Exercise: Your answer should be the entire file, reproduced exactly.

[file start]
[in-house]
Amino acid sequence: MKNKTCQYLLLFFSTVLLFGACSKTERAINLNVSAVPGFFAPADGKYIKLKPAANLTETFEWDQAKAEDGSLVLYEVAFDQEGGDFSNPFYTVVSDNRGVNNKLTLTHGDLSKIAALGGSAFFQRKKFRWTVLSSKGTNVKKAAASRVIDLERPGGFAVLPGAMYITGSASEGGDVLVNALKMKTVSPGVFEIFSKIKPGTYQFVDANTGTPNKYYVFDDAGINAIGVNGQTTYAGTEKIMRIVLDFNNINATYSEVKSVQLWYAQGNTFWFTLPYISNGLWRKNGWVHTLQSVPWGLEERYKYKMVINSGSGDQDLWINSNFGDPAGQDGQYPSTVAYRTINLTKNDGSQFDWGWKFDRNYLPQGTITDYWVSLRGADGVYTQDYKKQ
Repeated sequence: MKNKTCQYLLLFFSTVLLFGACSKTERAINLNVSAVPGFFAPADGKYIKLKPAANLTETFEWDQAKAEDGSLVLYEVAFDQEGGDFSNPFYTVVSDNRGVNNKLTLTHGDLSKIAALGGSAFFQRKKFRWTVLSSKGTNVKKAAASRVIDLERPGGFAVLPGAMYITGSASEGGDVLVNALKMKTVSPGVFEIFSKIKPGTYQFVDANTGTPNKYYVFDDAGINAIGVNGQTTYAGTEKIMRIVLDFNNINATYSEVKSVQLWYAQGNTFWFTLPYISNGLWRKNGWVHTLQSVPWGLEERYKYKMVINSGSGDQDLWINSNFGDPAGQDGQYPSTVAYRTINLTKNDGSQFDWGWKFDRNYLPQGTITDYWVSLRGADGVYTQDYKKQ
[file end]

[in-house]
Amino acid sequence: MKNKTCQYLLLFFSTVLLFGACSKTERAINLNVSAVPGFFAPADGKYIKLKPAANLTETFEWDQAKAEDGSLVLYEVAFDQEGGDFSNPFYTVVSDNRGVNNKLTLTHGDLSKIAALGGSAFFQRKKFRWTVLSSKGTNVKKAAASRVIDLERPGGFAVLPGAMYITGSASEGGDVLVNALKMKTVSPGVFEIFSKIKPGTYQFVDANTGTPNKYYVFDDAGINAIGVNGQTTYAGTEKIMRIVLDFNNINATYSEVKSVQLWYAQGNTFWFTLPYISNGLWRKNGWVHTLQSVPWGLEERYKYKMVINSGSGDQDLWINSNFGDPAGQDGQYPSTVAYRTINLTKNDGSQFDWGWKFDRNYLPQGTITDYWVSLRGADGVYTQDYKKQ
Repeated sequence: MKNKTCQYLLLFFSTVLLFGACSKTERAINLNVSAVPGFFAPADGKYIKLKPAANLTETFEWDQAKAEDGSLVLYEVAFDQEGGDFSNPFYTVVSDNRGVNNKLTLTHGDLSKIAALGGSAFFQRKKFRWTVLSSKGTNVKKAAASRVIDLERPGGFAVLPGAMYITGSASEGGDVLVNALKMKTVSPGVFEIFSKIKPGTYQFVDANTGTPNKYYVFDDAGINAIGVNGQTTYAGTEKIMRIVLDFNNINATYSEVKSVQLWYAQGNTFWFTLPYISNGLWRKNGWVHTLQSVPWGLEERYKYKMVINSGSGDQDLWINSNFGDPAGQDGQYPSTVAYRTINLTKNDGSQFDWGWKFDRNYLPQGTITDYWVSLRGADGVYTQDYKKQ